Today's best mortgage and refinance rates: Wednesday, December 23, 2020

Personal Finance Insider writes about products, strategies, and tips to help you make smart decisions with your money. We may receive a small commission from our partners, like American Express, but our reporting and recommendations are always independent and objective.

Mortgage and refinance rates have dropped a little bit since last Wednesday, but not significantly. Rates are still very low overall.

Regardless of whether you're getting a new mortgage or refinancing, you may want to choose a fixed-rate mortgage over an adjustable-rate mortgage right now.

Darrin English, Senior Community Development Loan Officer at Quontic Bank, told Business Insider ARMs aren't nearly as advantageous for borrowers as they used to be.

"I can't see one good reason why someone would choose to go with an ARM versus a 30-year fixed rate in today's market," English said. "Why take the risk when you can get a better rate in a 30-year loan?"

If your finances are in a good place, it could be a great day to apply for a fixed-rate mortgage.

Mortgage rates for Wednesday, December 23, 2020

Mortgage typeAverage rate todayAverage rate last weekAverage rate last month
30-year fixed2.67%2.71%2.72%
15-year fixed2.21%2.26%2.28%
5/1 ARM2.79%2.79%2.85%

Rates from the Federal Reserve Bank of St. Louis.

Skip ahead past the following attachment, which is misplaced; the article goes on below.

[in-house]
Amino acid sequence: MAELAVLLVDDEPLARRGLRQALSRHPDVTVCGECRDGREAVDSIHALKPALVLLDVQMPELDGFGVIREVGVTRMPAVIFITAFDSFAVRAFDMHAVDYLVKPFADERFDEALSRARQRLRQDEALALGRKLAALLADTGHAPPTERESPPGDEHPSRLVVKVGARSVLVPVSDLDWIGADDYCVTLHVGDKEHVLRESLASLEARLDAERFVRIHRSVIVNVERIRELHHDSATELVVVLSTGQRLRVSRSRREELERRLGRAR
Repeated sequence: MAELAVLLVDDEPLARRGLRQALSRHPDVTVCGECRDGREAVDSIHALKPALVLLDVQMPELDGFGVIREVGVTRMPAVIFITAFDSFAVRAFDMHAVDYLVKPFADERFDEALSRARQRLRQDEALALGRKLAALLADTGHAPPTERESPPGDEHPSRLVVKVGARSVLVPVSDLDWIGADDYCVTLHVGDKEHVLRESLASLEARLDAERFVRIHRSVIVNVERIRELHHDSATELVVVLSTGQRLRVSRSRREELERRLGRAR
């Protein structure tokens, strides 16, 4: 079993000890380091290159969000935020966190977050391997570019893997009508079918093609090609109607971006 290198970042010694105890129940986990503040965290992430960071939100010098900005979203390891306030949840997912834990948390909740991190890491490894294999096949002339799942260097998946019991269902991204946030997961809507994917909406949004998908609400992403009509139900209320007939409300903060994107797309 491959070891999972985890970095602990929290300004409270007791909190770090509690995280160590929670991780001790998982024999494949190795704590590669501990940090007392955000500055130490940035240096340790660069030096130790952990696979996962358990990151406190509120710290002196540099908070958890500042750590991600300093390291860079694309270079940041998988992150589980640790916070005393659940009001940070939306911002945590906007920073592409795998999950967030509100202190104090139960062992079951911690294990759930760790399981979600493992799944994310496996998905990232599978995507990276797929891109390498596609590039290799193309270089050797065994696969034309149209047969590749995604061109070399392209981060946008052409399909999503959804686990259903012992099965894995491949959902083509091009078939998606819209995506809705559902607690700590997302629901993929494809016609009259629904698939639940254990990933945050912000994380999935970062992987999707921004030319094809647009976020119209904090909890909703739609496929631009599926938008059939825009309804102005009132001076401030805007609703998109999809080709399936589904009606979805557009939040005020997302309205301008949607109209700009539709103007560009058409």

Fixed mortgage rates have decreased since last Wednesday, and adjustable rates have stayed the same. Mortgage rates have gone down across the board since this time last month.

Mortgage rates are at historic lows. The trend downward becomes more apparent when you look at rates from 6 months or a year ago:

Mortgage typeAverage rate todayAverage rate 6 months agoAverage rate 1 year ago
30-year fixed2.67%3.13%3.73%
15-year fixed2.21%2.58%3.19%
5/1 ARM2.79%3.09%3.36%

Rates from the Federal Reserve Bank of St. Louis.

Lower rates are typically a sign of a struggling economy. As the US economy continues to grapple with the coronavirus pandemic, rates will likely stay low.

Refinance rates for Wednesday, December 23, 2020

Mortgage typeAverage rate todayAverage rate last weekAverage rate last month
30-year fixed2.93%2.91%2.99%
15-year fixed2.40%2.42%2.53%
10-year fixed2.42%2.43%2.56%

Rates from Bankrate.

15- and 10-year mortgage refinance rates have dropped by just one or two basis points since last Wednesday, while 30-year rates have gone up by two basis points. Across the board, rates have gone down a bit more significantly since last month.

How do 30-year fixed rates work?

With a 30-year fixed mortgage, you'll pay off your loan over 30 years, and your rate stays locked in for the entire time. 

A 30-year fixed-rate mortgage comes with a higher rate than a shorter-term mortgage. The 30-year fixed rates used to be higher than adjustable rates, but recently 30-year terms have been the better deal.

Monthly payments are pretty low for a 30-year term, because you're spreading payments out over a longer period of time than you would with a 10-year or 15-year term.

You'll ultimately pay more in interest with a 30-year term than you would for a shorter-term mortgage, because a) the rate is higher, and b) you'll be paying interest for longer.

How do 15-year fixed rates work?

With a 15-year fixed mortgage, you'll pay down your loan over 15 years and have the same interest rate the whole time.

A 15-year fixed-rate mortgage is less expensive than a 30-year term overall. The 15-year rates are lower, and you'll pay off the loan in half the amount of time.